Interpreting OfficerRights registry value

Dec 7, 2015 at 9:07 AM
Hello,

I needed to test whether the current logged on account had "certificate manager" rights on a given template (linked to issue/feature request #61). Testing whether the account has global rights is easy but as soon as certificate managers restrictions are applied it gets quite tricky... (we're using restrictions so that our less privileged/experienced PKI operators only have rights on the less sensitive templates).

I figured that those restrictions are configured in the OfficerRights registry value and using certutil -getreg on it displays the restrictions but I'd like to avoid parsing certutil's output...
Using the CertAdmin COM interface (I'm doing it remotely), I've been able to get the binary value of the registry value but I don't know how to convert this byte array into something usable.

Could you please give me a hint on how to format this byte array into some usable structure?
Thank you,
Jordan
Coordinator
Dec 7, 2015 at 11:52 AM
Unfortunately, at this point I can't help you here. A quick observation of the officer rights reg entry suggested me that this is a standard security descriptor. However, standard tools/API do not return certificate template mappings for enrollment agents. At least, certutil on Windows Server 2008 (the minimum OS version I have to support) do not provide such information. Example output in my case is:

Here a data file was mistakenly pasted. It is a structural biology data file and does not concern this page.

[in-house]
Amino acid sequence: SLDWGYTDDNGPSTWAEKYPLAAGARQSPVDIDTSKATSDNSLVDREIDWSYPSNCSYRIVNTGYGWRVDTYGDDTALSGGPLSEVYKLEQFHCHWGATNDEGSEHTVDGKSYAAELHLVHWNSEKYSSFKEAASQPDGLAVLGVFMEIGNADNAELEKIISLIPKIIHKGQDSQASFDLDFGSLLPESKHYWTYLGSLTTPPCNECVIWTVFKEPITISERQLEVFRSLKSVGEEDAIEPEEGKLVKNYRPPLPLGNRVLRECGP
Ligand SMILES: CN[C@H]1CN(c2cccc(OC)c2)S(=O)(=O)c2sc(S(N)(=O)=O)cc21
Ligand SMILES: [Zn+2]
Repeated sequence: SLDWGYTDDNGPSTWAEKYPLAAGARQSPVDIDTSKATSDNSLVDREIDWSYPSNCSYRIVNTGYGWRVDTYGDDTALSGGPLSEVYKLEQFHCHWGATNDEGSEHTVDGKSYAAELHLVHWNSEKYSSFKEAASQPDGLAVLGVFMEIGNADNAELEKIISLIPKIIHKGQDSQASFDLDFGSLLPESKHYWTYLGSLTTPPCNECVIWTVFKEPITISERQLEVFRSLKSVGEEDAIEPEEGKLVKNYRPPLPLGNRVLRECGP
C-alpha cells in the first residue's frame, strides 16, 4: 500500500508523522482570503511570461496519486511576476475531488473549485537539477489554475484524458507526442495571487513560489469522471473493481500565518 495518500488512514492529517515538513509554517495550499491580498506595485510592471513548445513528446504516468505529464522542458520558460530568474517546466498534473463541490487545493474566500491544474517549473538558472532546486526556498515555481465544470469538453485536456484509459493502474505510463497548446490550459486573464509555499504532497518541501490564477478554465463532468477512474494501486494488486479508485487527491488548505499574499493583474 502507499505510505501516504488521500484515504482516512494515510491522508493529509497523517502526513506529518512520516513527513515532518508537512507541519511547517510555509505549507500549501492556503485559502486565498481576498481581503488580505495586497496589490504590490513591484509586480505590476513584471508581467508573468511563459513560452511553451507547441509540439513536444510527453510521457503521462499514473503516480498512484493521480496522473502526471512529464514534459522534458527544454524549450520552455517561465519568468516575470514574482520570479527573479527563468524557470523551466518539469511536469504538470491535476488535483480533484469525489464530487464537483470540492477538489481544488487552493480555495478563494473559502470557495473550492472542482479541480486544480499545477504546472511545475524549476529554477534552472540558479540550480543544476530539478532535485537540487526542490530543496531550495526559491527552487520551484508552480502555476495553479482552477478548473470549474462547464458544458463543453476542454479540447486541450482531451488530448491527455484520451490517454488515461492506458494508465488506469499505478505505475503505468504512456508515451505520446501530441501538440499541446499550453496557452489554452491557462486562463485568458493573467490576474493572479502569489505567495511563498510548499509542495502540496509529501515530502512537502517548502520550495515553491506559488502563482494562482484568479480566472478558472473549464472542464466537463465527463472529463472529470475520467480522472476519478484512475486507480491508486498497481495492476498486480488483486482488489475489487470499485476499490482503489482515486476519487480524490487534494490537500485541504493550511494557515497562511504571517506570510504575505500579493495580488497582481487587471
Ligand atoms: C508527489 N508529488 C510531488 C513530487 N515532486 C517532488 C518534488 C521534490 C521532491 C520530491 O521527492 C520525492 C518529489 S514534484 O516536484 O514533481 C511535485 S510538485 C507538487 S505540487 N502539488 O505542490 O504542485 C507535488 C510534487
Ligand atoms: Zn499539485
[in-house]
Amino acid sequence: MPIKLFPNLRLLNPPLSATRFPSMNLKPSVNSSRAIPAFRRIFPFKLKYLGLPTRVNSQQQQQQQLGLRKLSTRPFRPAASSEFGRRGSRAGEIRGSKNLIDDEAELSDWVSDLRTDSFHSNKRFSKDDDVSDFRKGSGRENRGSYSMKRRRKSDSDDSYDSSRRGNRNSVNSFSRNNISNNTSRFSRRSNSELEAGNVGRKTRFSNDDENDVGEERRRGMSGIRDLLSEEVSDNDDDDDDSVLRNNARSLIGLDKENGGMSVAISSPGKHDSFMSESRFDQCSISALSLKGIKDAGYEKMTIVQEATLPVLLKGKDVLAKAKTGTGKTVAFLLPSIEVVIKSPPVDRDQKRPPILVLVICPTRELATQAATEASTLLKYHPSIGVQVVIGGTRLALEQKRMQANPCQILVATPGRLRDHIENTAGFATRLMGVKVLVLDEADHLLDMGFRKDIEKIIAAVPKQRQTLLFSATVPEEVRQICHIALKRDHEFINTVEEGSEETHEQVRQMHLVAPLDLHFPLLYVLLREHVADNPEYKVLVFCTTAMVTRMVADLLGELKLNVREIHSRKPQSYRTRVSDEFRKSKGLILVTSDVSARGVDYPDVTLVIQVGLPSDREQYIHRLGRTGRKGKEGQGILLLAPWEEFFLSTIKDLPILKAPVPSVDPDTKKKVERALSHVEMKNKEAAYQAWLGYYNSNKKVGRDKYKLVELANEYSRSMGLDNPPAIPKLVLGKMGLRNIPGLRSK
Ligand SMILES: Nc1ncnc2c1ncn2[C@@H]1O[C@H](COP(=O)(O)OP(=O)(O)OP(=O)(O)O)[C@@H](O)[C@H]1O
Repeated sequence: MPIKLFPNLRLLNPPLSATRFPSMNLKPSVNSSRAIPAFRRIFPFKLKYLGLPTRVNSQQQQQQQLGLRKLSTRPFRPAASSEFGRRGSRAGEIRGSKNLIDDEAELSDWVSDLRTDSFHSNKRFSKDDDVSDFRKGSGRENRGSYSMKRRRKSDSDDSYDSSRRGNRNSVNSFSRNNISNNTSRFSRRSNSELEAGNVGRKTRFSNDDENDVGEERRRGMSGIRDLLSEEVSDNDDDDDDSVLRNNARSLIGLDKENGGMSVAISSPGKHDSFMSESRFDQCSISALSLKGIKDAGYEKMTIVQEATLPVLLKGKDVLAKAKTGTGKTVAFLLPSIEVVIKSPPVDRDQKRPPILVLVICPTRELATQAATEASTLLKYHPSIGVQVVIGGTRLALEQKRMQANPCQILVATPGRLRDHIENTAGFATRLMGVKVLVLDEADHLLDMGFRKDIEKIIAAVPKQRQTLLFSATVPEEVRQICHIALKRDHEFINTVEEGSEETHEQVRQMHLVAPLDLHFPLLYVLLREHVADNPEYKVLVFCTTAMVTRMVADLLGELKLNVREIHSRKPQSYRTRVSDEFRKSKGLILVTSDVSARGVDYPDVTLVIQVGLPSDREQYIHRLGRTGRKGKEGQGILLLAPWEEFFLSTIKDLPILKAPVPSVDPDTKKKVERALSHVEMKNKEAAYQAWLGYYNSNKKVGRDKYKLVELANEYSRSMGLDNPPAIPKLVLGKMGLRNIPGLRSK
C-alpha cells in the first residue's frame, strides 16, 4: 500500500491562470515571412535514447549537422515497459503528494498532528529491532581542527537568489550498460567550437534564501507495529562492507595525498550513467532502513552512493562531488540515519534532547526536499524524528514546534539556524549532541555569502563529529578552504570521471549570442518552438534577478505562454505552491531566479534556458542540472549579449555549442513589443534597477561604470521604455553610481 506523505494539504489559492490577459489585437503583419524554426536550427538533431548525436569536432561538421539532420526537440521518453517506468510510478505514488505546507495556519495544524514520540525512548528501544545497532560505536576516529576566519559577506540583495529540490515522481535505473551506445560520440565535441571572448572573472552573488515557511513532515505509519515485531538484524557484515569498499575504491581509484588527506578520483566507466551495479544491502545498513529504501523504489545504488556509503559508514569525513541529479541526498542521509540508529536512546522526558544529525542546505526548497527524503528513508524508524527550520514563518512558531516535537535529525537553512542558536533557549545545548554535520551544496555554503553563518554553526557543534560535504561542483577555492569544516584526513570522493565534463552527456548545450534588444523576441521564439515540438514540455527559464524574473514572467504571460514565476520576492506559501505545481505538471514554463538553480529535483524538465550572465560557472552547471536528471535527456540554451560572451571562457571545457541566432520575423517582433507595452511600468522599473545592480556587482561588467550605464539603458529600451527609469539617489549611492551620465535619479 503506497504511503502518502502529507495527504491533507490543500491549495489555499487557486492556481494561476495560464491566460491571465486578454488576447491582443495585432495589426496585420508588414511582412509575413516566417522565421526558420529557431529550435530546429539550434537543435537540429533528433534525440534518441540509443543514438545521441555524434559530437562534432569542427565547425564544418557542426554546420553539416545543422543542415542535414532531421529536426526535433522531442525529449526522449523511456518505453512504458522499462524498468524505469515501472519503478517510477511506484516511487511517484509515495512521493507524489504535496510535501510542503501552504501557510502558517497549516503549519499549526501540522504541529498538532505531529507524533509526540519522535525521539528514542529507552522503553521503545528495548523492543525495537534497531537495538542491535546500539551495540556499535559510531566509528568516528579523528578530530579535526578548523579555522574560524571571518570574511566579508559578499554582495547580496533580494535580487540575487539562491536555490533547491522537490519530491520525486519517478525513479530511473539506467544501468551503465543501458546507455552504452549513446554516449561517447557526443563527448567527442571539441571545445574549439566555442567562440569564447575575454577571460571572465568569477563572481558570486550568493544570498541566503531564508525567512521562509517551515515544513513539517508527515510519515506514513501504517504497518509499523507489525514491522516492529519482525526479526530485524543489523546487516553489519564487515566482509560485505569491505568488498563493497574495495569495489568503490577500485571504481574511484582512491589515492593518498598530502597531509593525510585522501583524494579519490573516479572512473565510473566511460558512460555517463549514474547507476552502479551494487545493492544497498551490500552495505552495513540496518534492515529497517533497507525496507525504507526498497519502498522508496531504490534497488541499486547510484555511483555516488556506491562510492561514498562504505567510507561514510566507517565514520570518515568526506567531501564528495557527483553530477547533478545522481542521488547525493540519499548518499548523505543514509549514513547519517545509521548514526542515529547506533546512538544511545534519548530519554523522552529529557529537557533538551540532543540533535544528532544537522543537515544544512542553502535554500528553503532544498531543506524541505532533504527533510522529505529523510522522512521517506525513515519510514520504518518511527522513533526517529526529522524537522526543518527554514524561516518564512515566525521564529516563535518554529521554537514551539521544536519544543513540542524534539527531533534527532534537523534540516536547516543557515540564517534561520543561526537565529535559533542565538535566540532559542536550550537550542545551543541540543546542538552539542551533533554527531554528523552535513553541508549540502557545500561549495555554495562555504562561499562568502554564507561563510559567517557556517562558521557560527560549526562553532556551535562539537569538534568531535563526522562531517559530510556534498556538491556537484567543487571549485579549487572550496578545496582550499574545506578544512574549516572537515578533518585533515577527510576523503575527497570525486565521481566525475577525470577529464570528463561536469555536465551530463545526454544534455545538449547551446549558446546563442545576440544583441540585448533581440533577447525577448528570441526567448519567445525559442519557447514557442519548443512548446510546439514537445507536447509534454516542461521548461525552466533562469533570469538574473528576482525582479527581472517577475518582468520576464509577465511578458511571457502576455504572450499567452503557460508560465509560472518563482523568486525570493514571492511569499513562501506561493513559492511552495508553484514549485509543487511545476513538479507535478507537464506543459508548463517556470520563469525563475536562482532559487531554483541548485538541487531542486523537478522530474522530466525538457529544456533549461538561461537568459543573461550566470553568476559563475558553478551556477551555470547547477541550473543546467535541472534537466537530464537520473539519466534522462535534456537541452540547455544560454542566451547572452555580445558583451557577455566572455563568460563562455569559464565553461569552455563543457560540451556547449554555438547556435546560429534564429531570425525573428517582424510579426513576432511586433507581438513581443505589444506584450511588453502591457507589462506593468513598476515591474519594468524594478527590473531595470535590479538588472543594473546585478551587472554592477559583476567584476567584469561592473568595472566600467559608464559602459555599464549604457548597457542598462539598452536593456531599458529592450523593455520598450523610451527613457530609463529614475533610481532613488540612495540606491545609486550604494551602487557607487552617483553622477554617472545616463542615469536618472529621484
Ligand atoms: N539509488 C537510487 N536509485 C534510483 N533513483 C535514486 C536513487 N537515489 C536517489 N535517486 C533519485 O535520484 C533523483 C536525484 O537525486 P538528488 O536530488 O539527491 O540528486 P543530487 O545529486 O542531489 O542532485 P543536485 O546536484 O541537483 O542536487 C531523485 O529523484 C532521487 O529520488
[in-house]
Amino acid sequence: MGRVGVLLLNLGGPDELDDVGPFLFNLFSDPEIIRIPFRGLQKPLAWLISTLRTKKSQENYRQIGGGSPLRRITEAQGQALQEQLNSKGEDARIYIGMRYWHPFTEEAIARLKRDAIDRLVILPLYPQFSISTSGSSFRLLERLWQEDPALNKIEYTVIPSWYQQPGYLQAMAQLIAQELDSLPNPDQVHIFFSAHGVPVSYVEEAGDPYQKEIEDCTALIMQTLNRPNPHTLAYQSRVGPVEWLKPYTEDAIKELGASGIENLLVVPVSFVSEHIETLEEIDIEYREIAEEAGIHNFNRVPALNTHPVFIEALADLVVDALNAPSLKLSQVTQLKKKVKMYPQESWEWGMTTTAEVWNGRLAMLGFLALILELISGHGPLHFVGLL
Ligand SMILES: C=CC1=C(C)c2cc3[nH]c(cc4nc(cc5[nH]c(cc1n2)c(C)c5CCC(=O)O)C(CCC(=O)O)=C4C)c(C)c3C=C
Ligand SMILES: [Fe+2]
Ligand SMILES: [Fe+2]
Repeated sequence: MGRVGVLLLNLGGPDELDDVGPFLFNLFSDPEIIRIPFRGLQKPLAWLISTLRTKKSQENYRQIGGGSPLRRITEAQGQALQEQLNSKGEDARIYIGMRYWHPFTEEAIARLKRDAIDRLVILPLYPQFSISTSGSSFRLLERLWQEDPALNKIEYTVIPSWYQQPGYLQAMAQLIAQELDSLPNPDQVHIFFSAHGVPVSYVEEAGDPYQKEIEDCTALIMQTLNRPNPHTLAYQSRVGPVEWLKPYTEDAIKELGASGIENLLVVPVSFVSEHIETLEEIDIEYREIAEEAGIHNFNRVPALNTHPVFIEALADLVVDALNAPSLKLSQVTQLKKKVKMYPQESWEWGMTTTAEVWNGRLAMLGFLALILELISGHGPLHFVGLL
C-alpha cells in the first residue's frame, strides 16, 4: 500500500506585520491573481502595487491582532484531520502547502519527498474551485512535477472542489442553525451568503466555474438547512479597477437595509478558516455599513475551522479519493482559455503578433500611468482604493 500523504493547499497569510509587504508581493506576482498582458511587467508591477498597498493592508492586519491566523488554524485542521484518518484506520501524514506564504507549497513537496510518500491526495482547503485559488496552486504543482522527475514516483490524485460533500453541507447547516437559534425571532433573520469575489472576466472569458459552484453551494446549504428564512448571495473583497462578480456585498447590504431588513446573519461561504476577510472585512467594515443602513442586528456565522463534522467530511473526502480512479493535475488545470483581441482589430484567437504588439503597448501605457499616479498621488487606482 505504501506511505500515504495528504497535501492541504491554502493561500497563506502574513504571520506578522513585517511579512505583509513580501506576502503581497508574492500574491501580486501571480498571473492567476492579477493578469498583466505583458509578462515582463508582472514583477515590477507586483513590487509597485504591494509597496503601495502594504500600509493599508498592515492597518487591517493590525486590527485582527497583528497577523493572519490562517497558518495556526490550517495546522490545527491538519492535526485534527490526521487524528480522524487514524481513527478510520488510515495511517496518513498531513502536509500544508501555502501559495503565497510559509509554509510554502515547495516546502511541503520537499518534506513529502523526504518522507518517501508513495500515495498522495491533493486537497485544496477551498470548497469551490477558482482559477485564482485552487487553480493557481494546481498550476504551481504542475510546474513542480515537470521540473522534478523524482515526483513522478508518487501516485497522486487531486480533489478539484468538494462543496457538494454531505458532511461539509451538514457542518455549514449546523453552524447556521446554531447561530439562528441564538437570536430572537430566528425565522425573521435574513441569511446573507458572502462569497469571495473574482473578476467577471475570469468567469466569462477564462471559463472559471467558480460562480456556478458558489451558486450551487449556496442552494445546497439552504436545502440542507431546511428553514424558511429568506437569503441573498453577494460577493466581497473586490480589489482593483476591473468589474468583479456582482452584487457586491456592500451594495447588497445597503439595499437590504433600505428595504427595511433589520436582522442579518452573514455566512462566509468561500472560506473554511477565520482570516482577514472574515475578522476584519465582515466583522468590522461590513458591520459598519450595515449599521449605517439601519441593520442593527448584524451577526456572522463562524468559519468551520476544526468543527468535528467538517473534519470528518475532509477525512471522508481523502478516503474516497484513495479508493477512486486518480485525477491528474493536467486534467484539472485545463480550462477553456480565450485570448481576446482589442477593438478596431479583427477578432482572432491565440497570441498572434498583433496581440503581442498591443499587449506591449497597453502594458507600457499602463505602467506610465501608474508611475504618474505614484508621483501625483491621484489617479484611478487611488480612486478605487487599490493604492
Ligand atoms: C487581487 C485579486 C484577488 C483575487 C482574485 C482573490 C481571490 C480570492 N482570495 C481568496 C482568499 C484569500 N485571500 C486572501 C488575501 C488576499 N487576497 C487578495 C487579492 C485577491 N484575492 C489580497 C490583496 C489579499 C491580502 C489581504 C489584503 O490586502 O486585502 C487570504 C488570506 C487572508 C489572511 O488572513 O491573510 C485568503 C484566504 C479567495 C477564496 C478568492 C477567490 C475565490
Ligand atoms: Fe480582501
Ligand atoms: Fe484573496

OfficerRights REG_BINARY =
    Deny        BUILTIN\Administrators
        Write
    Deny        BUILTIN\Administrators
        Write
    Deny        CONTOSO\Domain Admins
        Write
    Deny        CONTOSO\Enterprise Admins
        Write
Can you confirm if the output is similar to the one you see? Currently, I'm at vacation and don't have access to other OS versions, except my lab CA and your information would help me to identify possible ways to get this information.

By the end, it may be necessary to write security descriptor decoder for this application from scratch (to retrieve certificate template mappings).
Dec 7, 2015 at 2:33 PM
Don't worry there is nothing urgent.
Note that my CA is running on a Windows Server 2008 R2 ADCS.
Running certutil from my Windows 8.1 computer returns the following output (I have replaced the domain and group names):
 OfficerRights REG_BINARY =
    Allow Everyone      TEST\GROUP-RESTRICTED   1.3.6.1.4.1.311.21.8.156
71343.11138093.8669602.10599453.9519649.102.16183495.12563606
    Allow Everyone      TEST\GROUP-RESTRICTED   1.3.6.1.4.1.311.21.8.156
71343.11138093.8669602.10599453.9519649.102.7673204.4491636
    Allow Everyone      TEST\GROUP-RESTRICTED   1.3.6.1.4.1.311.21.8.156
71343.11138093.8669602.10599453.9519649.102.3058810.9551643
    Allow Everyone      TEST\GROUP-RESTRICTED   1.3.6.1.4.1.311.21.8.156
71343.11138093.8669602.10599453.9519649.102.9759504.11490340
    Allow Everyone      TEST\GROUP-RESTRICTED   1.3.6.1.4.1.311.21.8.156
71343.11138093.8669602.10599453.9519649.102.8746175.13581480
    Allow Everyone      TEST\GROUP-RESTRICTED   1.3.6.1.4.1.311.21.8.156
71343.11138093.8669602.10599453.9519649.102.10955778.966974
    Allow Everyone      TEST\GROUP-PRIVILEGED
Coordinator
Dec 7, 2015 at 2:40 PM
Thanks!